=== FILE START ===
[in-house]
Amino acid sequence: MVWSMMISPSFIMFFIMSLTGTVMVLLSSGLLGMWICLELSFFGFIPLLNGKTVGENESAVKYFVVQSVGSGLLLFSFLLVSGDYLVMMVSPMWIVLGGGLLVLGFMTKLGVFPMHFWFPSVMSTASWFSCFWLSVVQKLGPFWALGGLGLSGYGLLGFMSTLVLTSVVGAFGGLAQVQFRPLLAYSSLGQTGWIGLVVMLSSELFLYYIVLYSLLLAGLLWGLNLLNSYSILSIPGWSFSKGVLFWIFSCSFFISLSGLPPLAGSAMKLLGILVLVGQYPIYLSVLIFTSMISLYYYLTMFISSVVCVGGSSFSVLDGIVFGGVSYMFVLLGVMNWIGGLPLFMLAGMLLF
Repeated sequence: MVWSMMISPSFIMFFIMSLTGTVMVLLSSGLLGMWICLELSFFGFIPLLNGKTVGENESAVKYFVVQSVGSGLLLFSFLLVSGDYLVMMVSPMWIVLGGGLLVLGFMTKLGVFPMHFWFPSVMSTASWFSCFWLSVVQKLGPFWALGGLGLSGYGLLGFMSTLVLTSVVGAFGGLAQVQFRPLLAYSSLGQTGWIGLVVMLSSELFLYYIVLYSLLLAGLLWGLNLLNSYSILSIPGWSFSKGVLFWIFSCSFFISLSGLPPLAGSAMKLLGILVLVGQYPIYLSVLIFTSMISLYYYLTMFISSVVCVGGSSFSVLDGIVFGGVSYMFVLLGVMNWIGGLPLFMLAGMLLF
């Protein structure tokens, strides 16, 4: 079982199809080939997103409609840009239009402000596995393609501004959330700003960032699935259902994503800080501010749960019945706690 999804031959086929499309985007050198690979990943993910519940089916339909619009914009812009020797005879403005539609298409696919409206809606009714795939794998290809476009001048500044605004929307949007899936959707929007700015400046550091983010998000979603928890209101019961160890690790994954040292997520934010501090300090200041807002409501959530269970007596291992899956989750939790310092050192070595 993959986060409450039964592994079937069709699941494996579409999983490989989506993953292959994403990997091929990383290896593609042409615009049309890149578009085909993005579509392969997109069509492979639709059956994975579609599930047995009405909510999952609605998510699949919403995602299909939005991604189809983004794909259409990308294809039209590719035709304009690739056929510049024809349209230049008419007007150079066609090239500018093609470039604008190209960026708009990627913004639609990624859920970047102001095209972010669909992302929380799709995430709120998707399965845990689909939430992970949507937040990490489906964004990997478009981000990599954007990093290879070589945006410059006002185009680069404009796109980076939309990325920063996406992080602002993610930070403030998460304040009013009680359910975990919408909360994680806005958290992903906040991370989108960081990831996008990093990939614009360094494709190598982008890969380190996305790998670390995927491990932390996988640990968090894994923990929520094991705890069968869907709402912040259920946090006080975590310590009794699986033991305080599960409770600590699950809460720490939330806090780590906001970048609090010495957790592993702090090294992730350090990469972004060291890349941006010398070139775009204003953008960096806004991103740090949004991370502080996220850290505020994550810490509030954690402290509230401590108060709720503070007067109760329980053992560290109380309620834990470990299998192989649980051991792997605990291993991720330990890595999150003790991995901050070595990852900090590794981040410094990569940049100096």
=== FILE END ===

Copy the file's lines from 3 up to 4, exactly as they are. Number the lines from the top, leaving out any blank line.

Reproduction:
Repeated sequence: MVWSMMISPSFIMFFIMSLTGTVMVLLSSGLLGMWICLELSFFGFIPLLNGKTVGENESAVKYFVVQSVGSGLLLFSFLLVSGDYLVMMVSPMWIVLGGGLLVLGFMTKLGVFPMHFWFPSVMSTASWFSCFWLSVVQKLGPFWALGGLGLSGYGLLGFMSTLVLTSVVGAFGGLAQVQFRPLLAYSSLGQTGWIGLVVMLSSELFLYYIVLYSLLLAGLLWGLNLLNSYSILSIPGWSFSKGVLFWIFSCSFFISLSGLPPLAGSAMKLLGILVLVGQYPIYLSVLIFTSMISLYYYLTMFISSVVCVGGSSFSVLDGIVFGGVSYMFVLLGVMNWIGGLPLFMLAGMLLF
């Protein structure tokens, strides 16, 4: 079982199809080939997103409609840009239009402000596995393609501004959330700003960032699935259902994503800080501010749960019945706690 999804031959086929499309985007050198690979990943993910519940089916339909619009914009812009020797005879403005539609298409696919409206809606009714795939794998290809476009001048500044605004929307949007899936959707929007700015400046550091983010998000979603928890209101019961160890690790994954040292997520934010501090300090200041807002409501959530269970007596291992899956989750939790310092050192070595 993959986060409450039964592994079937069709699941494996579409999983490989989506993953292959994403990997091929990383290896593609042409615009049309890149578009085909993005579509392969997109069509492979639709059956994975579609599930047995009405909510999952609605998510699949919403995602299909939005991604189809983004794909259409990308294809039209590719035709304009690739056929510049024809349209230049008419007007150079066609090239500018093609470039604008190209960026708009990627913004639609990624859920970047102001095209972010669909992302929380799709995430709120998707399965845990689909939430992970949507937040990490489906964004990997478009981000990599954007990093290879070589945006410059006002185009680069404009796109980076939309990325920063996406992080602002993610930070403030998460304040009013009680359910975990919408909360994680806005958290992903906040991370989108960081990831996008990093990939614009360094494709190598982008890969380190996305790998670390995927491990932390996988640990968090894994923990929520094991705890069968869907709402912040259920946090006080975590310590009794699986033991305080599960409770600590699950809460720490939330806090780590906001970048609090010495957790592993702090090294992730350090990469972004060291890349941006010398070139775009204003953008960096806004991103740090949004991370502080996220850290505020994550810490509030954690402290509230401590108060709720503070007067109760329980053992560290109380309620834990470990299998192989649980051991792997605990291993991720330990890595999150003790991995901050070595990852900090590794981040410094990569940049100096």